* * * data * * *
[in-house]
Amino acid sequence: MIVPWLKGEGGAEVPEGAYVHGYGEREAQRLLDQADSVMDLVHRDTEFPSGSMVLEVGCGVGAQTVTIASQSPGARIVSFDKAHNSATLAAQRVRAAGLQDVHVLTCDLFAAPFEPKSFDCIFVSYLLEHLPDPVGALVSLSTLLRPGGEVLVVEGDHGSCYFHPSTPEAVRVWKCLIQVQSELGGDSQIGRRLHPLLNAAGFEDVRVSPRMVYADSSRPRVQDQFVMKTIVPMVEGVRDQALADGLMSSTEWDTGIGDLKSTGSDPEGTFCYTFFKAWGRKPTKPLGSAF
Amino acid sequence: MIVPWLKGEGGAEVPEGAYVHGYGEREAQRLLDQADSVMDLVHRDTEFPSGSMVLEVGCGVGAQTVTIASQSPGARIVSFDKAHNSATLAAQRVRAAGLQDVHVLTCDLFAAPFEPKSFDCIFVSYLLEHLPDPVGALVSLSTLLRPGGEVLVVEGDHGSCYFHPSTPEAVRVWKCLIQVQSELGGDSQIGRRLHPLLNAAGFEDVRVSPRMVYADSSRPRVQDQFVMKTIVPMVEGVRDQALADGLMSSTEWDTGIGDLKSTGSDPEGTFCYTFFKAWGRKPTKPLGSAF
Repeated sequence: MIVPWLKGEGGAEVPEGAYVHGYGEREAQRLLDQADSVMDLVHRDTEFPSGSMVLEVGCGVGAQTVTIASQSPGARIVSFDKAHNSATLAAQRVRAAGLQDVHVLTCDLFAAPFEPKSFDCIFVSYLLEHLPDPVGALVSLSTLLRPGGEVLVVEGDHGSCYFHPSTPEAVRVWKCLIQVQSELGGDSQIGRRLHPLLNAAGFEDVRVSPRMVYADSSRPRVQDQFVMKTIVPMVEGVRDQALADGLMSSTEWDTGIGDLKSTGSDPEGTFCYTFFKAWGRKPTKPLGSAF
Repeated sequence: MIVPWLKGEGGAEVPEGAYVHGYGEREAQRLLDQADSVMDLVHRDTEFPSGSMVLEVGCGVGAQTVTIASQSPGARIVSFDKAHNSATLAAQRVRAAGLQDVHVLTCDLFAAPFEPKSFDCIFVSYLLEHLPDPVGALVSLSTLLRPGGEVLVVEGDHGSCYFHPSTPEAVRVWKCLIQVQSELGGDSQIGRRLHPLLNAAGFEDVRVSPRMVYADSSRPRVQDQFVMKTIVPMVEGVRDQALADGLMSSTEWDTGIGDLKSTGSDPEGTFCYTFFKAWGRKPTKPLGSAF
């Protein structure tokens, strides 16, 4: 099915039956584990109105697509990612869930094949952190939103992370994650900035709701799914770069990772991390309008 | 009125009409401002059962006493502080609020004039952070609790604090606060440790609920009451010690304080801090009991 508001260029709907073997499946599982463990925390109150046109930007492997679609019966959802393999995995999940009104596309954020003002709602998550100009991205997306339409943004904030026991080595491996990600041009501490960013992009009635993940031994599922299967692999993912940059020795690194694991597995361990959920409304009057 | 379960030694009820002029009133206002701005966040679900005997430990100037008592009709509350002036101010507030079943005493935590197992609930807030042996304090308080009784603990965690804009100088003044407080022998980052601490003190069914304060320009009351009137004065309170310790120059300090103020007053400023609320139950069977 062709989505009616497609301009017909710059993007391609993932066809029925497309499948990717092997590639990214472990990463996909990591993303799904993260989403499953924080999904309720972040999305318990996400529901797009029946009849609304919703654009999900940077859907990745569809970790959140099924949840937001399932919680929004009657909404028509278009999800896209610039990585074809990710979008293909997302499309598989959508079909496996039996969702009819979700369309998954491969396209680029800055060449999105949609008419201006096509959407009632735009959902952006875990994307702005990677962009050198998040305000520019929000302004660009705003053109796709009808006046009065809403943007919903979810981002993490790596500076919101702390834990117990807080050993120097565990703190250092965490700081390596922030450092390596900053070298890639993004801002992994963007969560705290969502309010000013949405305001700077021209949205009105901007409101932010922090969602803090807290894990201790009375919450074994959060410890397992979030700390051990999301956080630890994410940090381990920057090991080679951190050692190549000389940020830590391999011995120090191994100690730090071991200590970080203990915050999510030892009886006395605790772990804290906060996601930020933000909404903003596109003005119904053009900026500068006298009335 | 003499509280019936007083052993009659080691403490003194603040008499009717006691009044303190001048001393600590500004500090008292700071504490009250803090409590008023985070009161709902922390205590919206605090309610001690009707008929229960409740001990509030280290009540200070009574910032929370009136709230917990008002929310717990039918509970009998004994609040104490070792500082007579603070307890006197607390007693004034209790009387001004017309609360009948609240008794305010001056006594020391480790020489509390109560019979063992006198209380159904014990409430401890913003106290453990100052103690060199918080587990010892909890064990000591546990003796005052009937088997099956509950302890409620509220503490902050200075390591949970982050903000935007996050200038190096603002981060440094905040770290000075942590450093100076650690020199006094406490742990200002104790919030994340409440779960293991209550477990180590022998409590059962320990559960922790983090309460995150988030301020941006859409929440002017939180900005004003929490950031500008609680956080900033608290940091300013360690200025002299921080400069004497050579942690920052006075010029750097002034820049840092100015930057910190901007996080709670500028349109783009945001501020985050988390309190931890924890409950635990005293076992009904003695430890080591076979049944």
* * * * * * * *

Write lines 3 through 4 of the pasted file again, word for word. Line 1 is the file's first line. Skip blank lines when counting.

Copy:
Amino acid sequence: MIVPWLKGEGGAEVPEGAYVHGYGEREAQRLLDQADSVMDLVHRDTEFPSGSMVLEVGCGVGAQTVTIASQSPGARIVSFDKAHNSATLAAQRVRAAGLQDVHVLTCDLFAAPFEPKSFDCIFVSYLLEHLPDPVGALVSLSTLLRPGGEVLVVEGDHGSCYFHPSTPEAVRVWKCLIQVQSELGGDSQIGRRLHPLLNAAGFEDVRVSPRMVYADSSRPRVQDQFVMKTIVPMVEGVRDQALADGLMSSTEWDTGIGDLKSTGSDPEGTFCYTFFKAWGRKPTKPLGSAF
Repeated sequence: MIVPWLKGEGGAEVPEGAYVHGYGEREAQRLLDQADSVMDLVHRDTEFPSGSMVLEVGCGVGAQTVTIASQSPGARIVSFDKAHNSATLAAQRVRAAGLQDVHVLTCDLFAAPFEPKSFDCIFVSYLLEHLPDPVGALVSLSTLLRPGGEVLVVEGDHGSCYFHPSTPEAVRVWKCLIQVQSELGGDSQIGRRLHPLLNAAGFEDVRVSPRMVYADSSRPRVQDQFVMKTIVPMVEGVRDQALADGLMSSTEWDTGIGDLKSTGSDPEGTFCYTFFKAWGRKPTKPLGSAF